The Later Middle Ages

    The early 14th century saw a major programme of rebuilding. Between September 1303 and September 1304 a total of £109 2s 4½d was spent on works, indicating more than routine maintenance.

    The principal work took place in the inner ward, where three towers were raised and crenellated ‘because they formerly had high wooden surfaces, and now they are made level’ – evidence that during the 13th century they had not been finished off in stone.

    Much expense must have been taken up by the building of a new bridge together with a ‘great massive stone wall before the said bridge’ as a support. Repairs were made to the gate in the outer ward in 1305 and to ‘houses and towers’ in 1312–13.

    In 1333 it was reported in a survey that the castle was ‘well and surely sited on a rocky eminence, and very well enclosed’ and that no repairs were necessary.

    Porters were still recorded at the castle in the 15th century but the antiquarian John Leland wrote in about 1540 that the castle was ruinous.

    In 1602 the manor of Peckforton, which included Beeston, was sold to a local gentleman, Hugh Beeston.

    Read a description of Beeston Castle
    Map showing Beeston Castle and the key locations in its Civil War history (1642–6)

    Map showing Beeston Castle and the key locations in its Civil War history (1642–6)

    Beeston in the Civil War

    Following the outbreak of the Civil War in 1642, Beeston’s location in the centre of Cheshire made it valuable to both the supporters of King Charles I (r.1625–49) and Parliament.

    In February 1643 a Parliamentary garrison of between 200 and 300 men was installed in the castle, but the defences were in a poor state of repair and gaps in the curtain wall had to be filled with earth.

    In the early hours of 13 December 1643 the Royalist Captain Thomas Sandford and eight men entered the castle and took control of the inner ward – the king’s men probably getting in from the north side of the outer ward and then scrambling to the top of the crag.

    With more Royalists at the gate, the castle was surrendered and the reduced Parliamentary garrison was allowed to leave the following day.

    In November 1644, the Parliamentary siege of Chester made it necessary to remove the potential threat of Beeston’s Royalist garrison. Parliamentary troops seized cattle from the surrounding area, fought off Royalist attempts at recovery, and enforced a blockade by raising siegeworks in front of the outer ward.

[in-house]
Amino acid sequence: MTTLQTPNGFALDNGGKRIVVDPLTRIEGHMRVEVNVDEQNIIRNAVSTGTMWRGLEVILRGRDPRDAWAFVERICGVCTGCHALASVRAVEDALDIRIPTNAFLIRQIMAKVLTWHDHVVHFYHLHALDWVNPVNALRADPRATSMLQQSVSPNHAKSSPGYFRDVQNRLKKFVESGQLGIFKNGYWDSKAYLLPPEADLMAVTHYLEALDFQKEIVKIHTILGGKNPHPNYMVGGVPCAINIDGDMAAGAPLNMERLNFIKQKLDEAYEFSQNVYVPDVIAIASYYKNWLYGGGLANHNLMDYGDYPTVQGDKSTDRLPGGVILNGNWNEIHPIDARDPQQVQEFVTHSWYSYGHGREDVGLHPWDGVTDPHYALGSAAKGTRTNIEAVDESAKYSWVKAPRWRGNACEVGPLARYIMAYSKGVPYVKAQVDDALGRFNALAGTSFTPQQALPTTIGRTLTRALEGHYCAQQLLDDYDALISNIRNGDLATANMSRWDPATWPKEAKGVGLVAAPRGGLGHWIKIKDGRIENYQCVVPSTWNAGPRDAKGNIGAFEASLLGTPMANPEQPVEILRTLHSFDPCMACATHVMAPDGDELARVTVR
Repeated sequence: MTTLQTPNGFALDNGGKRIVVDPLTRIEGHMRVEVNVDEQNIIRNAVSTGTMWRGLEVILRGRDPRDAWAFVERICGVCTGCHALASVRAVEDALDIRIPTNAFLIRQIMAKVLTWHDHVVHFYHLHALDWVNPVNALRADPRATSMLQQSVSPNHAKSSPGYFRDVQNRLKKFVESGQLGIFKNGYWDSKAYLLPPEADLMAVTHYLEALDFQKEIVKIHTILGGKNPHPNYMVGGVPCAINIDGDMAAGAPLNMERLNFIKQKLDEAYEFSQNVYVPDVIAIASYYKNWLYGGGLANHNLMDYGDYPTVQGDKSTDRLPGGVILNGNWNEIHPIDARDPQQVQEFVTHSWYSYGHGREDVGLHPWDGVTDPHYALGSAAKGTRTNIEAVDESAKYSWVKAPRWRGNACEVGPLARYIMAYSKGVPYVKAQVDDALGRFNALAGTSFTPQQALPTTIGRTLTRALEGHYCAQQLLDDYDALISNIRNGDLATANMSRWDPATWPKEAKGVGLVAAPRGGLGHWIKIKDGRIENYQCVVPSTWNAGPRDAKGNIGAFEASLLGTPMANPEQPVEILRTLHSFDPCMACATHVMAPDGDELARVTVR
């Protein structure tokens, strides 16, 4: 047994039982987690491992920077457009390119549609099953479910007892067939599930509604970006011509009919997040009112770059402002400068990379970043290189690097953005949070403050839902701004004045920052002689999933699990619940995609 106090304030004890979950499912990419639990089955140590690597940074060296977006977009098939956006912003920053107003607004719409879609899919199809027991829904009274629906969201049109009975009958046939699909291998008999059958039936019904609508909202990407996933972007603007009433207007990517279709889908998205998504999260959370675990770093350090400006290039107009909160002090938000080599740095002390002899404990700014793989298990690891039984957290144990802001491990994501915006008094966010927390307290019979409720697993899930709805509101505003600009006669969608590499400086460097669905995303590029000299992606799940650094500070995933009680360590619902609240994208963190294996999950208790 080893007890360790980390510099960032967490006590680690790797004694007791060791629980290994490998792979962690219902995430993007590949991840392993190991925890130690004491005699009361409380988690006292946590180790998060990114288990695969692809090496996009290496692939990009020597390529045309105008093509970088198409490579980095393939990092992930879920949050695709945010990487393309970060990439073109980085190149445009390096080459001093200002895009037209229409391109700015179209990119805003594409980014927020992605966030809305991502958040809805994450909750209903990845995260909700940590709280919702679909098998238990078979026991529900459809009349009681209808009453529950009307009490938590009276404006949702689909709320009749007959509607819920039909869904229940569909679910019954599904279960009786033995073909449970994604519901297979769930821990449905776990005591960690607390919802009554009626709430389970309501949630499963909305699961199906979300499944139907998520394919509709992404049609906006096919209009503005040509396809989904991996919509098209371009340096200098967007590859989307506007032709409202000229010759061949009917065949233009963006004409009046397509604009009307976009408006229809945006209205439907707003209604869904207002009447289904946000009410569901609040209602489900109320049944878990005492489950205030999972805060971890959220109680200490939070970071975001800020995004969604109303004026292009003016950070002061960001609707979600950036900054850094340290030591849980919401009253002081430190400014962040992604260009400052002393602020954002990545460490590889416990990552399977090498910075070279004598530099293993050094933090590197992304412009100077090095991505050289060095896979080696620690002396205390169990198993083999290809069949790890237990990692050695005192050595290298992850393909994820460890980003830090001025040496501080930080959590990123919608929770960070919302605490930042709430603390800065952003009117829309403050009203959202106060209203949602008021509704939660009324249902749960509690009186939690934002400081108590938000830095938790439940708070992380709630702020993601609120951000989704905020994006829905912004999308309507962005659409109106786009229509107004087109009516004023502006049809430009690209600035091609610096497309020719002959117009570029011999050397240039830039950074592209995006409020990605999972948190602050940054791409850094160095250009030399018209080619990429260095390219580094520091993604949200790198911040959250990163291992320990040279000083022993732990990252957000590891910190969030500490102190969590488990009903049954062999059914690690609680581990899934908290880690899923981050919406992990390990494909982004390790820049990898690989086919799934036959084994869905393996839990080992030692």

When the Royalists destroyed them in early summer 1645, the Parliamentarians responded by building a fort for 100 men within musket shot of the gate.

    Detail from a stained-glass window in Farndon parish church, near Beeston, which was commissioned in 1662 to commemorate the Royalist forces who defended Chester

    Detail from a stained-glass window in Farndon parish church, near Beeston, which was commissioned in 1662 to commemorate the Royalist forces who defended Chester.

    Royalist Surrender

    With the defeat of the king at the Battle of Rowton Heath, near Chester, on 24 September 1645 there was little point in the Royalists continuing to hold out and Beeston surrendered on 15 November.

    By this stage the garrison had apparently been forced to eat cats. The victorious Parliamentarians found that ‘theire was neither meate, Ale nor Beere found in the Castle, save only a peece of Turkey pye, Twoe Bisketts, a lyve Peacock and a peahen’.

    Following the surrender, the siegeworks were dismantled and Beeston was ordered to be slighted (made indefensible).

    The 19th-century ticket office at Beeston Castle

    The 19th-century ticket office was built by John Tollemache in 1846, where visitors paid to visit the castle. The design of two towers and a gateway imitates the medieval inner ward gatehouse

    A Picturesque Ruin

    After the Civil War the castle passed by marriage to Sir Thomas Mostyn (1651–c 1700), a Denbighshire gentlemen.

    In the 18th century the site was quarried for rock, and the outer gatehouse was partly demolished to allow carts to come and go from the quarry site. Nevertheless, the crag increasingly became valued as a ruin, and it provided inspiration for Romantic artists and painters, including JMW Turner.

    In 1840 the Peckforton estate (which included Beeston Castle) was bought by the landowner John Tollemache (1805–90), later 1st Lord Tollemache of Helmingham. As the estate lacked a suitable residence, in 1844 Tollemache commissioned the architect Anthony Salvin to build a Gothic mansion, Peckforton Castle, on the hillside to the south.

    Beeston’s ruins were an integral part of Peckforton’s landscape and were intended to provide a ‘view’ and talking point for Tollemache and his guests. Much consolidation work took place during this period, including repairs to the outer curtain wall. Fir trees were planted in the outer ward to complement the estate planting around Peckforton.

    An early photograph of the inner gatehouse at Beeston

    An early photograph of the inner gatehouse at Beeston, showing visitors to the castle and the overgrown condition of the inner ward

    Beeston as a Tourist Attraction

    The 19th century saw the castle develop as a tourist attraction, chiefly facilitated by the opening of the Chester to Crewe railway in 1846. Two years previously the castle had been the setting for the first Beeston festival, which became an annual two-day event, drawing thousands of people.

    The present castle ticket office and the stone wall around the base of the crag were built in 1846. The wall also acted as a boundary for the deer and the kangaroos that were, somewhat surprisingly, kept on the site.

    After 1945 the current Beeston Castle fête was established, and it continues to be held on every August Bank Holiday.

    Beeston was taken into state guardianship in 1959 and passed to English Heritage in 1984. The present concrete bridge leading to the inner ward was constructed in 1975 to improve access.

     

    About the Author

    Robert Liddiard is Professor of History at the University of East Anglia, Norwich. As well as being the co-author of the English Heritage Red Guide to Beeston Castle, he has written extensively on castles and medieval high-status landscapes.